If you decide that you don’t want to take medication, or want to begin to reduce your dose, it can be important to get support to deal with your voices or visions in other ways. If you see a doctor, it may be helpful to take articles or information with you to explain your decision to not use medication – showing them that you’re making an informed choice. It may also be helpful to have an advocate or friend present to provide support. The doctor should respect your wishes unless they believe you’re at immediate risk of harming yourself or someone else.

Making Sense of Antipsychotics (Mind):

A Straight-Talking Guide to Psychiatric Drugs (PCCS Books):

The Myth of the Chemical Cure (Dr Joanna Moncrieff on BBC News):

Healing ‘Schizophrenia’: Using Medication Wisely (John Watkins):

Making Sense of Coming Off of Psychiatric Drugs (Mind):

Where Else Can I Get Support?

Whether or not you decide to go and see your GP, there are lots of different places people who hear distressing voices can get support. These include:


Samaritans: | 116 123 |
A 24-hour confidential helpline that is open 365 days a year

Rethink Advice Line: 0808 801 0525
Open Monday – Friday, 9.30 – 4pm, excluding bank holidays, and offers practical advice and information

Childline: | 0800 11 11
A 24-hour confidential helpline for children and young people

Peer Support

Hearing Voices Groups:
Use this website to find out if there are any Hearing Voices Groups in your area. If there aren’t any groups locally, you may want to speak with a local mental health charity to see if they are interested in starting one. All groups are run independently of the Hearing Voices Network – our aim is to help people create these spaces, support them and connect them with people who hear voices.

Voice Collective: 020 7911 0822 | |
A UK wide London-based project that supports children and young people who hear voices, see visions, have other ‘unusual’ sensory experiences or beliefs. Email them for more information, or see their online support forum

Counselling or Therapy

Making Sense of Talking Treatments (Mind):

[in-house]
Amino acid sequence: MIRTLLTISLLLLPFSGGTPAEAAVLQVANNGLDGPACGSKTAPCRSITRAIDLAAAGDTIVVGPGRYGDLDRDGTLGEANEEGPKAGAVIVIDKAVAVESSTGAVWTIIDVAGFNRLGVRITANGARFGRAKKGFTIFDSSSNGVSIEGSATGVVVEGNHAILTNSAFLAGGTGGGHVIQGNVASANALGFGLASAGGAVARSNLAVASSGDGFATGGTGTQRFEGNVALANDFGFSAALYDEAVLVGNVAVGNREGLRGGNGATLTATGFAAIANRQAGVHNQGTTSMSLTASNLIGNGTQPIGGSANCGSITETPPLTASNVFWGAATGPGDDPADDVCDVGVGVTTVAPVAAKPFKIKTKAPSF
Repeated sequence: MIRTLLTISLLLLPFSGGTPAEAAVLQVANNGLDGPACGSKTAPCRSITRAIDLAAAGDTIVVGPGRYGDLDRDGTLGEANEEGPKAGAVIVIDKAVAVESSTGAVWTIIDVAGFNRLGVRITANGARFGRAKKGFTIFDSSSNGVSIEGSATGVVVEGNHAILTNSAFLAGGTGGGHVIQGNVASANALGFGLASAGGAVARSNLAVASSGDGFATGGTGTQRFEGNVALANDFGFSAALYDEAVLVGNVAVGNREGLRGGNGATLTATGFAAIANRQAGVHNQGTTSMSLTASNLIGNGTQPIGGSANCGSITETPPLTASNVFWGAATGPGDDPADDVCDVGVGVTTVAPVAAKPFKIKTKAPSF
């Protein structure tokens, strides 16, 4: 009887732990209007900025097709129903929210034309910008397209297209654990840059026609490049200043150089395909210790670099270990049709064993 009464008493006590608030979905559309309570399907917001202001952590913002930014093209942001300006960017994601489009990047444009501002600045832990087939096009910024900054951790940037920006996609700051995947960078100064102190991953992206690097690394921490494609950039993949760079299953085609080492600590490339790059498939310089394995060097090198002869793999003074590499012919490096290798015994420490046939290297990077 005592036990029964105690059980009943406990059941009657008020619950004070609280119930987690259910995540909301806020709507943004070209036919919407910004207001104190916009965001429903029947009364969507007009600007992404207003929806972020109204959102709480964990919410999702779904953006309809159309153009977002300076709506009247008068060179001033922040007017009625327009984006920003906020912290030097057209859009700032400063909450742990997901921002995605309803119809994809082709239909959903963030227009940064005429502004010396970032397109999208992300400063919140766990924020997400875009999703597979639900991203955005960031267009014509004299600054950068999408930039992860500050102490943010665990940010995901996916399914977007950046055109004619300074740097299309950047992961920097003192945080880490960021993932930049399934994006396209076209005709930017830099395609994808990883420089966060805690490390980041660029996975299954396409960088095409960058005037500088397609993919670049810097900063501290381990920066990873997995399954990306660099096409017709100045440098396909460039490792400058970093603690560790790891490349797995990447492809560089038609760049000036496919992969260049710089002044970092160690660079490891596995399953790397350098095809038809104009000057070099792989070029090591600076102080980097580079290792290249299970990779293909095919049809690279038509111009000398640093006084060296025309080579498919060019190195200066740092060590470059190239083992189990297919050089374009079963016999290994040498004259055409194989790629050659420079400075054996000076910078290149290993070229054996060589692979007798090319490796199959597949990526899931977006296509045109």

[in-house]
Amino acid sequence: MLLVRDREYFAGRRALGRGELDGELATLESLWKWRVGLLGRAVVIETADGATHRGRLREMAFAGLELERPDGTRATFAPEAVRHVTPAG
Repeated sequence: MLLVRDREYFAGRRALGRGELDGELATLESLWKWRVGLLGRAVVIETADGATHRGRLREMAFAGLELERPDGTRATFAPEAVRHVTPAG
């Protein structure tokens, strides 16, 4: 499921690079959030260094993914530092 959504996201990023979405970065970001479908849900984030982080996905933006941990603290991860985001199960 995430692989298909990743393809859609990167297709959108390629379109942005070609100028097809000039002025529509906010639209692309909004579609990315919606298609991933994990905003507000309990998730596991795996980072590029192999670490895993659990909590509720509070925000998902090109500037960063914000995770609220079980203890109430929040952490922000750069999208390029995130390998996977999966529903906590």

A booklet that gives an overview of the different talking therapies.

It’s Good To Talk:
A website provided by the British Association for Counselling & Psychotherapy (BACP) providing information about counselling and a directory of therapists.

UK Council for Psychotherapy:
Like the BACP, the UK Council for Psychotherapy is a network of registered psychotherapists. See their site to find out more and search their directory.

Bowlby Centre:
Attachment-based psychoanalytic psychotherapy organisation

Spiritual Support

Depending on your beliefs around your experiences, you may want to seek support outside of the mental health field. This might include a spiritual leader (e.g. Imam, Rabbi, Priest, Chaplain, Shaman or Lama) or a respected member of your community. Other sources of support include:

Spiritual Crisis Network:
“Spiritual crisis (often called Spiritual Emergency, Emergence, Awakening or psycho-spiritual crisis) is a turbulent period of spiritual opening and transformation.  Our vision is to act as a resource providing help and information: for those going through or recovering from spiritual crisis, for professionals, carers and supporters of those going through or recovering from a spiritual crisis”.

An Important Note about Your Rights

No matter where you get support it is important that you do not feel exploited, judged or ridiculed. If this happens to you – please make sure you speak up and get support (whether it’s in the mental health service, day service or faith group). For more information, please see:

Mind’s Guide to Advocacy:

Human Rights Act (Mind Legal Briefing)